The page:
Targeting Inflation

| Sun Jan. 17, 2010 12:47 PM EST

In general, which is a better inflation target: 2% or 4%? Matt Yglesias ponders the question here. I've long thought that the higher target is better for a variety of reasons (spurs consumption, allows wages to react to recessions faster, provides greater monetary flexibility, etc.), but my crude understanding of the situation is that even if this is all true, policymakers are afraid that once inflation targets get above 2% or so, you run the risk of a runaway spiral. Inflation of 4% is OK, but when that turns into 5% and then 7% and then 10%, you've got a big problem. And that's what happens if you're anything but maximally hawkish.

But what I don't know is whether history really supports that view. Aside from episodes of hyperinflation, which aren't really germane to our situation, do inflation targets higher than 2% often lead to an inflationary spiral? In America, the obvious historical episode is the high inflation of the 70s, but that had a variety of causes, and it's not clear that inflation targeting (implicit in this case, since the U.S. Fed doesn't have an explicit target) had anything to do with it.

Anyway, comments welcome. It's obvious that a higher inflation target right now would probably be a pretty useful thing, but how about as a general policy? Would markets go crazy, convinced that the Fed would keep raising the target whenever the economy needed a bump? Or would they shrug after a while and just revert to all of their usual non-inflation-related pathologies? My guess is the latter, but what do I know?

A Paywall for the Times?

| Sun Jan. 17, 2010 12:19 PM EST

Bad news from New York magazine:

New York Times Chairman Arthur Sulzberger Jr. appears close to announcing that the paper will begin charging for access to its website, according to people familiar with internal deliberations. After a year of sometimes fraught debate inside the paper, the choice for some time has been between a Wall Street Journal-type pay wall and the metered system adopted by the Financial Times, in which readers can sample a certain number of free articles before being asked to subscribe. The Times seems to have settled on the metered system.

From a reading point of view, this is not a big deal to me. If I need to subscribe to the Times, I'll subscribe to the Times. But from a blogging point of view, it's a problem. An important part of the great Blogosphere Circle of Life™ is the ability for readers to click on links, both to get the full story for its own sake and to make sure bloggers are playing fair with their excerpts and commentary. If the Times cuts this off, it's a big hit.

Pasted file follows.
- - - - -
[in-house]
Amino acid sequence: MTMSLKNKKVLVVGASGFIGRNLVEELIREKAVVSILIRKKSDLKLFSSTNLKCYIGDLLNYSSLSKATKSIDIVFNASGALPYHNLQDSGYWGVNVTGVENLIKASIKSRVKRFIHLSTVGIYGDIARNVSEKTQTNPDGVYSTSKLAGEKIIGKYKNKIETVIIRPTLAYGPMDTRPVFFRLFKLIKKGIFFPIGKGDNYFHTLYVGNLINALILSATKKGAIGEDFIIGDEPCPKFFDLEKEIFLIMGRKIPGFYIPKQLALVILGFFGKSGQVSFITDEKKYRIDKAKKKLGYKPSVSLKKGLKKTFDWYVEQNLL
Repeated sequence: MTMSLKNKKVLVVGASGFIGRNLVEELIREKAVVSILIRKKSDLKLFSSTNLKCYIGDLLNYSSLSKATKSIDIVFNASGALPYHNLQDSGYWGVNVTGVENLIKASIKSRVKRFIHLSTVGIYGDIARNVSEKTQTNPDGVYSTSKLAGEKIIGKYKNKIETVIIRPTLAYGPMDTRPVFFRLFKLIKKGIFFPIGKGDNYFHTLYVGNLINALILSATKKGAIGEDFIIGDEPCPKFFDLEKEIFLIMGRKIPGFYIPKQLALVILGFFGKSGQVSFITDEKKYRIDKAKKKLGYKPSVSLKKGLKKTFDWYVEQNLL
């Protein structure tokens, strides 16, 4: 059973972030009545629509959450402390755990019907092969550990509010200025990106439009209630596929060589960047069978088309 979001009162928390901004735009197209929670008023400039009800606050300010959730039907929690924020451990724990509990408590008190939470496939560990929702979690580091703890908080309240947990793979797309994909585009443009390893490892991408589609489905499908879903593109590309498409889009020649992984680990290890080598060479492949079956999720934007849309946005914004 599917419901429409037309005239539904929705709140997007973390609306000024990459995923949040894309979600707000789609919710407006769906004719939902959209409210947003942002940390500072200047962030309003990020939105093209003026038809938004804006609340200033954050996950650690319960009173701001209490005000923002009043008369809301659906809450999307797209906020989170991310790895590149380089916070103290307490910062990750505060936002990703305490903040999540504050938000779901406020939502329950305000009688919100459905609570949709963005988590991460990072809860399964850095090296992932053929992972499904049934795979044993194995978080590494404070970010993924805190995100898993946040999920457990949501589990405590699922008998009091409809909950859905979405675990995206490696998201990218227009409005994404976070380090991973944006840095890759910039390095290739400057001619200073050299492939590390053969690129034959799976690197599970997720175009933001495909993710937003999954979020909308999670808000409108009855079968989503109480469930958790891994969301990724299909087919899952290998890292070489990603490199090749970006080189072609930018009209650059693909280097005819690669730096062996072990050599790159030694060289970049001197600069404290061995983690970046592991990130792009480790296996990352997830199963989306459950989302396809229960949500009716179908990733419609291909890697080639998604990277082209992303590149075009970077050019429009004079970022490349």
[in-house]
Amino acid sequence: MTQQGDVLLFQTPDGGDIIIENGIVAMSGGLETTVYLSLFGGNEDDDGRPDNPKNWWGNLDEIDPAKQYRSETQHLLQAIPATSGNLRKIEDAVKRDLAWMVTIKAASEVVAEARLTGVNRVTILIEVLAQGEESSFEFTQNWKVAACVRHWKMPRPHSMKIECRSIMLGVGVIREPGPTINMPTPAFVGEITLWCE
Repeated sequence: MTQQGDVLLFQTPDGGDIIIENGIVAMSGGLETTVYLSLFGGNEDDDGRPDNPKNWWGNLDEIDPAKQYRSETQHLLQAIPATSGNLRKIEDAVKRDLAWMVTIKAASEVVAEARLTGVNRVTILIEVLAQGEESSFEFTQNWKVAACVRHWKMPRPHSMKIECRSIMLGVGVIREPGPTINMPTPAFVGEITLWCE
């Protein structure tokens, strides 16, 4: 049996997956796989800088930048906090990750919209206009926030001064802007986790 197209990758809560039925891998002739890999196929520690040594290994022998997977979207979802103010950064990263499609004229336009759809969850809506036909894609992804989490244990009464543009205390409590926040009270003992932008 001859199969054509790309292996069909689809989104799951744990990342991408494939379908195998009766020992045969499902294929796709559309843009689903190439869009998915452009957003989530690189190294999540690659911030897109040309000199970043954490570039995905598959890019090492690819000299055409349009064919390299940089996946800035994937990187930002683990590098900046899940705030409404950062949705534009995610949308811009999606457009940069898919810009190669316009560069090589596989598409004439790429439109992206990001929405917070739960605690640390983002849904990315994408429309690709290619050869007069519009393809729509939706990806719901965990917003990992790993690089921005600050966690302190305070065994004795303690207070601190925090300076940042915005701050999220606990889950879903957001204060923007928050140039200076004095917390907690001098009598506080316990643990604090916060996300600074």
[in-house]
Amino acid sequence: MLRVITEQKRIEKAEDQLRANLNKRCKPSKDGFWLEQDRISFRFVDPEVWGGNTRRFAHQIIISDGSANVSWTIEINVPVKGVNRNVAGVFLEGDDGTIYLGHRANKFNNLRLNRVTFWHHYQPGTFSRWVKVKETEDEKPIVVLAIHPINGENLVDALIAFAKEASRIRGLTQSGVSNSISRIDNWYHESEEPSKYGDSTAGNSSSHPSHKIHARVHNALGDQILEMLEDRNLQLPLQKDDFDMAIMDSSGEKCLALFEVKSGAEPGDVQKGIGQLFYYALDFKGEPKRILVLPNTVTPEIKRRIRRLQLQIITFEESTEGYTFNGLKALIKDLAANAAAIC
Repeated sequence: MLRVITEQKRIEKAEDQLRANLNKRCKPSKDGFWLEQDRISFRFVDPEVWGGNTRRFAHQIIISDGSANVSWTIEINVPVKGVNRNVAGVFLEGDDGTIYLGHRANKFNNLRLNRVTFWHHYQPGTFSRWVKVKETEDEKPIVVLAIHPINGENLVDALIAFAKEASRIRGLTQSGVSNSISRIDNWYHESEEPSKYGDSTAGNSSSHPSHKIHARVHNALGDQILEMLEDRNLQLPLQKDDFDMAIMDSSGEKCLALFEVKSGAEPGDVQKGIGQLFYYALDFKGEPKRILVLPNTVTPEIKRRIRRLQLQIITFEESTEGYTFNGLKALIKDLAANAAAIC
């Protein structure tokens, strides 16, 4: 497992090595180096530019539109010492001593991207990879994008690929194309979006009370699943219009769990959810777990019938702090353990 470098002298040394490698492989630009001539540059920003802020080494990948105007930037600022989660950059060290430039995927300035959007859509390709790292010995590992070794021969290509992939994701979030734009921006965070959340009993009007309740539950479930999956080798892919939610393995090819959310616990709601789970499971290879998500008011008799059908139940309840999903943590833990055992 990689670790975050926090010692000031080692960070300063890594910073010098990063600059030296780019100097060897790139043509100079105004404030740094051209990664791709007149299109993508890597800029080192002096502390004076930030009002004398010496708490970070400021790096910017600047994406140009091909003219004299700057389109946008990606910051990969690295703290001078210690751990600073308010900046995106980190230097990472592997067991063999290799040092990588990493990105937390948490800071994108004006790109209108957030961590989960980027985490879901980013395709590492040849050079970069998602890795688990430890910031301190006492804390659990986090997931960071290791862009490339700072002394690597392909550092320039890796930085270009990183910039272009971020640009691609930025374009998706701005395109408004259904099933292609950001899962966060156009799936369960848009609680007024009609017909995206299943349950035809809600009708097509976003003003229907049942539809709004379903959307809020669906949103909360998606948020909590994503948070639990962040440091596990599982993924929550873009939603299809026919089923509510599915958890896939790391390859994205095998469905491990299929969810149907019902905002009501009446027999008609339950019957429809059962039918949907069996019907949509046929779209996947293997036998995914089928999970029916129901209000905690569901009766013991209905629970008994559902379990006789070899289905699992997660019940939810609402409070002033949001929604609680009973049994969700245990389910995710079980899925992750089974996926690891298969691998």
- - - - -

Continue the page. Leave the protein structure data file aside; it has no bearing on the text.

So it's semi-good news that they're planning to adopt the FT model, where casual readers can access a dozen or so articles per month without subscribing. At least that's something. Alternatively, if they go with the WSJ model, I hope they provide some mechanism to provide short-term access for nonsubscribers. The Journal does this via email links, which provide public access to linked articles but expire after a week.

And of course, the big question: will it work? Will the Times gain more subscription revenue than they'll lose in advertising revenue? I doubt it, though that depends a lot on whether the recent collapse in online advertising revenue is just a temporary result of the recession or a reflection of long-term trends.

And the second biggest question: will other newspapers follow their lead, thus bringing to an end the great era of endless free news on the internet? Or is the Times one of the few who can even arguably pull this off? Wait and see.

The Black Death

| Sat Jan. 16, 2010 1:11 PM EST

Chapter 6 of William Bernstein's A Splendid Exchange is about the Black Death of the 14th century. It contains this passage:

Even this greatest European apocalypse is only a small part of the story. If the cultural and demographic records of the Black Death are imperfect in Europe, those for the Middle East and Far East are essentially nonexistent; there is no Arab, Indian, or Chinese Decameron.

The basic story here is that the Black Death was actually considerably worse in the Middle East than it was in Europe. In the Nile Valley, where there was no place for city dwellers to escape to (thanks to the surrounding Sahara Desert), the original plague and its aftershocks were especially devastating. Egypt never recovered.

But why are there so few non-Western accounts of the plague? 14th century Arab and Chinese culture were more advanced than European culture, after all. So why no records?